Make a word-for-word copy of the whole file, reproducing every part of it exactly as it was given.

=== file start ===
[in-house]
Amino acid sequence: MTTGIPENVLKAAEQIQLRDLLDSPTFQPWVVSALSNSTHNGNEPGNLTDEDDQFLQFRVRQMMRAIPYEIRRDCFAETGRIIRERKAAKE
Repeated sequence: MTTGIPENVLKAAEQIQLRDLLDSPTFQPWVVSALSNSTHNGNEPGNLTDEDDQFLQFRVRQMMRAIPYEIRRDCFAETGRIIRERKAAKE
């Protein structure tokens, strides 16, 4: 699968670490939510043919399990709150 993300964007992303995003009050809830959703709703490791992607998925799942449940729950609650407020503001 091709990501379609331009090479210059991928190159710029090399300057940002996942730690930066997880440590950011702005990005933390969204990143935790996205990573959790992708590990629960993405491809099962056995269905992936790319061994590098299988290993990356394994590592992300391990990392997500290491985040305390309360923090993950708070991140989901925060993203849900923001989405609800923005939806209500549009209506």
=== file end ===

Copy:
[in-house]
Amino acid sequence: MTTGIPENVLKAAEQIQLRDLLDSPTFQPWVVSALSNSTHNGNEPGNLTDEDDQFLQFRVRQMMRAIPYEIRRDCFAETGRIIRERKAAKE
Repeated sequence: MTTGIPENVLKAAEQIQLRDLLDSPTFQPWVVSALSNSTHNGNEPGNLTDEDDQFLQFRVRQMMRAIPYEIRRDCFAETGRIIRERKAAKE
């Protein structure tokens, strides 16, 4: 699968670490939510043919399990709150 993300964007992303995003009050809830959703709703490791992607998925799942449940729950609650407020503001 091709990501379609331009090479210059991928190159710029090399300057940002996942730690930066997880440590950011702005990005933390969204990143935790996205990573959790992708590990629960993405491809099962056995269905992936790319061994590098299988290993990356394994590592992300391990990392997500290491985040305390309360923090993950708070991140989901925060993203849900923001989405609800923005939806209500549009209506």